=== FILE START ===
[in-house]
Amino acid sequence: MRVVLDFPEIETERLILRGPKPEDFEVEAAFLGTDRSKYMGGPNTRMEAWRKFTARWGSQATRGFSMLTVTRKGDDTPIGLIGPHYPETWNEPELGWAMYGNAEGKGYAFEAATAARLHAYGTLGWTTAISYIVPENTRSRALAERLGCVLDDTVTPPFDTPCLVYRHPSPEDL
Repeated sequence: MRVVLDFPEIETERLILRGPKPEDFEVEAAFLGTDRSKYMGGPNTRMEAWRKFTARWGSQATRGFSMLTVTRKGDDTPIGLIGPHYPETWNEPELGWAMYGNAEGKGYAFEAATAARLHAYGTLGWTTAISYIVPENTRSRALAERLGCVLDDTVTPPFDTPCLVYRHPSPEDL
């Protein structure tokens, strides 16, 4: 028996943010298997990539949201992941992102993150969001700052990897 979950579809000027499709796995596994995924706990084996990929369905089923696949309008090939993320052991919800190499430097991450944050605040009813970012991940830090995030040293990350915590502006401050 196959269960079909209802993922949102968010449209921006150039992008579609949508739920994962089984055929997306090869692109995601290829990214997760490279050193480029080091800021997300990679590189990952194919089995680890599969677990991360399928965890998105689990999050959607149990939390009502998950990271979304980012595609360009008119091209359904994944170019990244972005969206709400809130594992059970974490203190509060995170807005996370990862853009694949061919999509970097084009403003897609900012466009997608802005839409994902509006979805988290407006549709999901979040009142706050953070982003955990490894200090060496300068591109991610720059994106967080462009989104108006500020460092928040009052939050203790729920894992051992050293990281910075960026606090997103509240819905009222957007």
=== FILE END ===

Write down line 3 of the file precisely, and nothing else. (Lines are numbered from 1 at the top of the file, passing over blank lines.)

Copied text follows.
Repeated sequence: MRVVLDFPEIETERLILRGPKPEDFEVEAAFLGTDRSKYMGGPNTRMEAWRKFTARWGSQATRGFSMLTVTRKGDDTPIGLIGPHYPETWNEPELGWAMYGNAEGKGYAFEAATAARLHAYGTLGWTTAISYIVPENTRSRALAERLGCVLDDTVTPPFDTPCLVYRHPSPEDL